How to open a money market account
Here's how to open a money market account, a type of savings account that offers the security of FDIC insurance, the higher interest rates of a savings account and the flexibility of access that comes with a checking account:
- Shop around. Find a bank or credit union that's offering a competitive interest rate with the features you value the most — don't just go for the bank down the street or where you have your checking account (unless, of course, they are offering a great deal for bundling multiple accounts). For many consumers, the highest possible interest rate will be the biggest factor, but you'll also want an interface that's easy to use and solid customer service. If you want the ability to write checks, be sure to ask. Some money market accounts allow limited check-writing privileges, others may not. It's also important to know how many transactions you'll get before triggering a fee.
- Set your deposit amount. Once you've settled on a bank or credit union, it's time to figure out how much you want to put into your money market account. Money market accounts require higher minimum balances than savings accounts. A typical deposit could be as low as $500 but also could be as high as a $10,000 minimum deposit. At the same bank or credit union, the minimum deposit for a savings account might be $5.
- Transfer the initial deposit amount. Today this can be done quickly and electronically. Be aware of ongoing minimum balances to avoid fees.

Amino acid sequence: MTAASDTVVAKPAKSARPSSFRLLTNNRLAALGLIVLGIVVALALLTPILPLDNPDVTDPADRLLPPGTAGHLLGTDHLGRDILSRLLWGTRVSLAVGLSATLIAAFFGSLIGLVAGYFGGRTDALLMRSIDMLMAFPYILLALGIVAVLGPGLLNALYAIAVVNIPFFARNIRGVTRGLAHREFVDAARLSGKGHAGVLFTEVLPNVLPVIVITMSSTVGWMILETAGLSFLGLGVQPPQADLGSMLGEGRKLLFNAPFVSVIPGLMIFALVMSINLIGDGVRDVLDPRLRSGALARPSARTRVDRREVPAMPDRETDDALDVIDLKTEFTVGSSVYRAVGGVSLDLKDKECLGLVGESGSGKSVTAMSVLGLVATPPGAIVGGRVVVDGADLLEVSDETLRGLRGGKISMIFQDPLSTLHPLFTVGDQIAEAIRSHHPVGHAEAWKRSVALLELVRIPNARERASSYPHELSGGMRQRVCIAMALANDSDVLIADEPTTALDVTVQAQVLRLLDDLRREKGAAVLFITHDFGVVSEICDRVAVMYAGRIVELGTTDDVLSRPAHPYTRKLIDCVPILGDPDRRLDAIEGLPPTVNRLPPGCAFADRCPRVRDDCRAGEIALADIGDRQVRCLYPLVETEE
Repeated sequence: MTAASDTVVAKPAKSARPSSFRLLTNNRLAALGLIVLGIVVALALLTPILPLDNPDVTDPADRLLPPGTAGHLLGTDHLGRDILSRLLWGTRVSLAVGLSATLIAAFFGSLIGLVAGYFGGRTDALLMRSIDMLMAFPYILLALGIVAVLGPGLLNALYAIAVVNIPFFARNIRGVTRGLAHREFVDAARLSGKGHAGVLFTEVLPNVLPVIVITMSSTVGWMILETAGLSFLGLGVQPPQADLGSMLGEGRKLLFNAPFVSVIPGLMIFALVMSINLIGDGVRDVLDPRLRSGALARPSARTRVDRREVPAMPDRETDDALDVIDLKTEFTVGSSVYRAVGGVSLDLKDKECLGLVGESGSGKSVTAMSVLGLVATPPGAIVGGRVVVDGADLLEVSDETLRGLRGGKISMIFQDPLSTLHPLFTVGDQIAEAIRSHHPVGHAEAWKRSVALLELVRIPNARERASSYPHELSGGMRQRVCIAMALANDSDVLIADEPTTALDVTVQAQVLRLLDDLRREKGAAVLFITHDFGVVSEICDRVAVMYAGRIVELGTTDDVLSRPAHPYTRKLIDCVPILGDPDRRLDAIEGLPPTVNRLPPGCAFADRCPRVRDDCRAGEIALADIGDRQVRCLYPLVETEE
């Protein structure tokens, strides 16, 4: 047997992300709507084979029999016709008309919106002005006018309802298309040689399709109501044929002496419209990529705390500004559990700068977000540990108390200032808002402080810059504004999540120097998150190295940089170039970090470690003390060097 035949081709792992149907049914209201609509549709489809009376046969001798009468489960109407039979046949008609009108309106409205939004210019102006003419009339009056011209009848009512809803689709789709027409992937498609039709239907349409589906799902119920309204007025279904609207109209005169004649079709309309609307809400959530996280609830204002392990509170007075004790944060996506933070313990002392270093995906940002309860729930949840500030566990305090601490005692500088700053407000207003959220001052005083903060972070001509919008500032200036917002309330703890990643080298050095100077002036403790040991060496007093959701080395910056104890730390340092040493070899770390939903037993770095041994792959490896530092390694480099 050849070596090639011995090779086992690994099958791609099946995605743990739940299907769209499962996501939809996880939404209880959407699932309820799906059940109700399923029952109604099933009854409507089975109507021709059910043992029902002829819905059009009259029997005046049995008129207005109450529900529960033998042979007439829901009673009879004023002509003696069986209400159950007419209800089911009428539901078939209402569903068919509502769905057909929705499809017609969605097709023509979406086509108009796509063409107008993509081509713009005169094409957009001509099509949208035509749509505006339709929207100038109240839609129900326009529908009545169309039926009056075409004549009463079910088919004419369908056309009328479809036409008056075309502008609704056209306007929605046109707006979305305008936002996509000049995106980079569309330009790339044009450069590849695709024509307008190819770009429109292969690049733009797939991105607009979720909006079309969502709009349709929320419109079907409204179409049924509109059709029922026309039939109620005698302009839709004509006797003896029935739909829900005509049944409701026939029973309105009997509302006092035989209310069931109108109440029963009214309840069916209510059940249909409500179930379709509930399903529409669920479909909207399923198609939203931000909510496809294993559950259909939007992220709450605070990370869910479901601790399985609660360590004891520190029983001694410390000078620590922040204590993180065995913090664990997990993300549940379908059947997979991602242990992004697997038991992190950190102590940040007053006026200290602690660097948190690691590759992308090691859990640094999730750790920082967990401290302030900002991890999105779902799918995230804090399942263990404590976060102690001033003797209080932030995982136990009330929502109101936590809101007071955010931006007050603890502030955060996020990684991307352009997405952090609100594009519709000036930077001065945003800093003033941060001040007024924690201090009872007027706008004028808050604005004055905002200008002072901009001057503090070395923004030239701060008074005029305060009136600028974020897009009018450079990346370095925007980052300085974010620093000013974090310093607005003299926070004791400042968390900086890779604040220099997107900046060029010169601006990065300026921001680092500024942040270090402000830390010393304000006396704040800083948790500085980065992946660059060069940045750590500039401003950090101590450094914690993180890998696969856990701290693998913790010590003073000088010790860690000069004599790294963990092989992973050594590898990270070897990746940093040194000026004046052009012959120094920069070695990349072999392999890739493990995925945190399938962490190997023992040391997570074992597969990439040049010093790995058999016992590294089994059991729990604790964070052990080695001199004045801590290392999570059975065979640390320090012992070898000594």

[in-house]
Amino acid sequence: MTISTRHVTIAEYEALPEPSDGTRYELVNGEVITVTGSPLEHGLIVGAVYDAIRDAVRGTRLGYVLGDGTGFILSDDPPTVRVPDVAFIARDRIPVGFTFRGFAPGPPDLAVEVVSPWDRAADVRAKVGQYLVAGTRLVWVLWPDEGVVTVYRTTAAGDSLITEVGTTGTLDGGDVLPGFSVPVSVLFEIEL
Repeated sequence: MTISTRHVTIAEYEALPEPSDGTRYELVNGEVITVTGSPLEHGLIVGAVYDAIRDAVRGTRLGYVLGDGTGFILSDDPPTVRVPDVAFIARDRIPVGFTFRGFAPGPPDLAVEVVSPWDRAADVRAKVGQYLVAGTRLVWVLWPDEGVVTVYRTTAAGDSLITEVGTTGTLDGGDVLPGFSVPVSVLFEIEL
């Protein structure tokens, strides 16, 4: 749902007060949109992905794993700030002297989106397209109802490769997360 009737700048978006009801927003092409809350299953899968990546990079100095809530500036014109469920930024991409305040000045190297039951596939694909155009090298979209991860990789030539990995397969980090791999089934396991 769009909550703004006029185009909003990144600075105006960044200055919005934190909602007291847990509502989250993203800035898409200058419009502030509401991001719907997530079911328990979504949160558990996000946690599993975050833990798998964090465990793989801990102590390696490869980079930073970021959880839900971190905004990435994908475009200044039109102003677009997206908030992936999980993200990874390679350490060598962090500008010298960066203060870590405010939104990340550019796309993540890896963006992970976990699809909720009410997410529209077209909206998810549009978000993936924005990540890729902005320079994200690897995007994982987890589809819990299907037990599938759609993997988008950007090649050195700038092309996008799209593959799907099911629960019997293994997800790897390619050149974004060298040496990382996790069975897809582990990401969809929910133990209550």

The goal for a money market account holder is to receive more interest with less risk. These accounts are historically favored by conservative investors who seek a guaranteed return on their money. They are the “boring” part of many a balanced investment portfolio.
A money-market account is like an intermediate stage between a savings account and certificate of deposit. It's less liquid than a savings account, but more so than a CD.
Finally, it's important to note that there's a difference between money market accounts and money market funds, which are more like mutual funds and are not backed by FDIC insurance. Further, you cannot withdraw your money as easily.
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In the end, I'm not sure it's important for the average person to use the mental energy to differentiate between money market accounts and other accounts. As long as you search for the best interest rates for your particular needs, you should be fine, regardless of whether your use a savings account or a money market account.